There is nothing neutral about rooting for Trevor Bauer. To follow the ongoings of Bauer leads one to take up a stance on a wide variety of issues inside and outside of the ballpark. The mere mention of his name will strike animosity with someone in your group. The particular blend of animosity will be determined by whoever happens to constitute your friends. Bauer’s adherence to slowly- but now widely- embraced advanced player development methods for pitchers has drawn him the praise of those proctors, and the scorn of the old school baseball brethren. His willingness in the past to troll the trolls on social media drew him praise from many on the platform- until his political views were shown to be in stark contrast with many. On the mound, Bauer’s obsession with tinkering with his ever-expanding pitch arsenal has left some questioning if it has led to his inability to command the strikezone, while others wonder if his curious mind is a huge reason he has success in the first place.1 There is nothing easy or simple or relaxed about rooting for Trevor Bauer; let alone neutral.
As WFNY’s Jim Pete posed:
But when you alcohol swab Trevor Bauer’s career; who in the hell is Trevor Bauer, anyways?
Is he truly a pitcher? Is he an intellectual who is just interested in the physics of baseball? Is he so mature in his approach that the trivialities of life are beneath him? Is he so immature that he can’t avoid the conflict and Jerry Springer-like battles that present themselves via Twitter?
The 2016 ALCS brought about yet another philosophical sports debate to light because Bauer seemingly is incapable of not making everyone question each dark recess of their mind even when all we want to focus on is October baseball. Not even the Cleveland faithful buying up every present on Ryan Merritt’s wedding registry could top the narrative of Bauer. You see, he has a bit of a drone habit. He builds drones, he races drones, he flies drones around ballparks- providing some fantastic video and pictures as a result. Sure, he almost crashed one into the Chicago White Sox scoreboard and has had MLB create specific drone guidelines due to his obsession.
Part of following Bauer’s career is one in which you must create a strong stance on a topic you might have only been tepid before. Players are people who deserve to live full lives, yet they are also athletes who have a certain amount of responsibility to uphold to keep their bodies in condition to compete. Many careers have been ruined to speed boating, motorcycles, and other various accidents to the point where many- most?- teams have contractual language to forbid most endeavors deemed dangerous. Building drones might not have been on many such lists before the 2016 ALCS, but that might be different after Bauer sliced his finger on an errant blade, which could have changed the course of the entire Indians postseason. Such craziness should only be confined to fan fiction, but it almost seems natural within the surreal state of his world.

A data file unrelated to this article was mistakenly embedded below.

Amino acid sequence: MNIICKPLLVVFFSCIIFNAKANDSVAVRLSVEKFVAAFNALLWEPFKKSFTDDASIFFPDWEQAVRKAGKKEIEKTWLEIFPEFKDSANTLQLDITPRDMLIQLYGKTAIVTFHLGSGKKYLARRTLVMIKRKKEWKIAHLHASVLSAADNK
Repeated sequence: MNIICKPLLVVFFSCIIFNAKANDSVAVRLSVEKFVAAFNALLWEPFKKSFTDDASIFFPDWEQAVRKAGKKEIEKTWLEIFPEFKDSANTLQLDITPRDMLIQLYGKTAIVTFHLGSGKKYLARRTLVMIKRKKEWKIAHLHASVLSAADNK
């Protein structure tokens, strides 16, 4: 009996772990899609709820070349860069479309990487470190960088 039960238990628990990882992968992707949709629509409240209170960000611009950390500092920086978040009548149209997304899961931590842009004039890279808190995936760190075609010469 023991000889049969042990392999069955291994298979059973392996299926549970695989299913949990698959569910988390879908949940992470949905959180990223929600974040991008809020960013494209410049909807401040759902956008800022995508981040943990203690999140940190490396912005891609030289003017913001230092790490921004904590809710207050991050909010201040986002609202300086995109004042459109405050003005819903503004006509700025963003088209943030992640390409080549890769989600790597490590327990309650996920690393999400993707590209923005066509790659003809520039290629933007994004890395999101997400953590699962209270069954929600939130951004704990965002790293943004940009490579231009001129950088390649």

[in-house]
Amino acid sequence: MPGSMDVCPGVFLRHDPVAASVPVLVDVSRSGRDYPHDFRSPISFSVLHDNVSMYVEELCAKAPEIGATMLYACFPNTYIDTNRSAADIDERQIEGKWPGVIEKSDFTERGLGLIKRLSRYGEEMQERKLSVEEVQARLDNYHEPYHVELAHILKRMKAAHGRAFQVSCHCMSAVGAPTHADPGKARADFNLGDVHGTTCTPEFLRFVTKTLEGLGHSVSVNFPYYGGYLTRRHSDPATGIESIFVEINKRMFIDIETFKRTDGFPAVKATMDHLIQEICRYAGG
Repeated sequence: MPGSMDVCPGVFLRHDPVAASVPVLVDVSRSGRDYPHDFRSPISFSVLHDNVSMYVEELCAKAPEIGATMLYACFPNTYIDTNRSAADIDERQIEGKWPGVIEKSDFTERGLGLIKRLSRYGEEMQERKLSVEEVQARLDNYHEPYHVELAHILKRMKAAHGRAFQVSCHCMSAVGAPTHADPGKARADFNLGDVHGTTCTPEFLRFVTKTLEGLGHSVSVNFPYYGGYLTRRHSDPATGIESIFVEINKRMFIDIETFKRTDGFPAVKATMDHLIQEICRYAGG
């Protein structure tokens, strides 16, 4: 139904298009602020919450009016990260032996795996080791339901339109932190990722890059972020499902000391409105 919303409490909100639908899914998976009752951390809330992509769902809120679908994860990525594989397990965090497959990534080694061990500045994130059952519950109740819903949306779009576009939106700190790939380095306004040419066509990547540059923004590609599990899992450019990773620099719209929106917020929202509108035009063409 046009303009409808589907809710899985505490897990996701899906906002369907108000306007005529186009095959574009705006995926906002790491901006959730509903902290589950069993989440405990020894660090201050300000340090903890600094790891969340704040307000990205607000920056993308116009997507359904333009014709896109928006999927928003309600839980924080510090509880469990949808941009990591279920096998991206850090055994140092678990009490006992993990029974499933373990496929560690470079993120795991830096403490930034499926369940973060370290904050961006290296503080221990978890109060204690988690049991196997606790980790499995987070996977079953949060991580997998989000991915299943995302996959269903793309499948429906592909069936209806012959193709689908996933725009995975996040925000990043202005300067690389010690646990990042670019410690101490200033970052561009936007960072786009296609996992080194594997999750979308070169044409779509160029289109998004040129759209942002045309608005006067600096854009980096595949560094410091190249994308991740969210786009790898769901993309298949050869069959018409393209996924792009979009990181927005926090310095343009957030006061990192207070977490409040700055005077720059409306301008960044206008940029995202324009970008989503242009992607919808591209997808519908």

WFNY’s Jon Steiner had the honor of detailing this particular event.
8:21 p.m. – The Duncan shirsey bodes well? Bauer strikes out Jose Bautista looking to start the game. Probably some “circumstances” going on; will wait for post-game interviews.
Meanwhile, Bauer is mixing the hook with his heater and seems to have adequate control over both.
8:22 p.m. – DRONE TALK. Scouring the house for alcohol.
8:26 p.m. – After getting two outs, Bauer walks two and his finger is bleeding like a geyser. This is not good. He’ll be out of the game after this inning, if he can make it that far. SCOURING THE HOUSE.
Bauer would not make it out of the inning as Dan Otero started off a train of six relief pitchers to navigate Game 3 in order for the Indians to win, 4-2.
The 2017 season has not gone as planned. His 7.67 ERA might not be as horrific as it seems due to some somewhat positive peripheral numbers (4.92 FIP, 25.6% K%, 15.7% K-BB%, .347 BABIP) though his batted ball profile indicates things are awry (ground ball rate is way down, hard hit rate is way up). His only positive outing on the year was nearly three weeks ago in Minnesota whereas the most recent time he was handed the ball he walked five, gave up seven, and only pitched four.
Even Monday’s start against Toronto has some added intrigue. With Corey Kluber hitting the 10-Day DL, Mike Clevinger was called up for a spot-start (or two). Instead of taking Kluber’s normal spot on Monday, manager Terry Francona elected to slot him in against the Kansas City Royals.
The move pushed Bauer to travel back to the hill in Toronto where the last was seen needing to be saved from bleeding out of Game 3 of the ALCS. Perhaps a return to the scene of blood lost will help reinvigorate his 2017 campaign. If not, Clevinger appears ready to hold onto possession of the starting pitcher with insane potential but not enough control. But, that debate is for another day.
- Note: the author of this article is on both sides of that particular fence. Rooting for Bauer is complicated. [↩]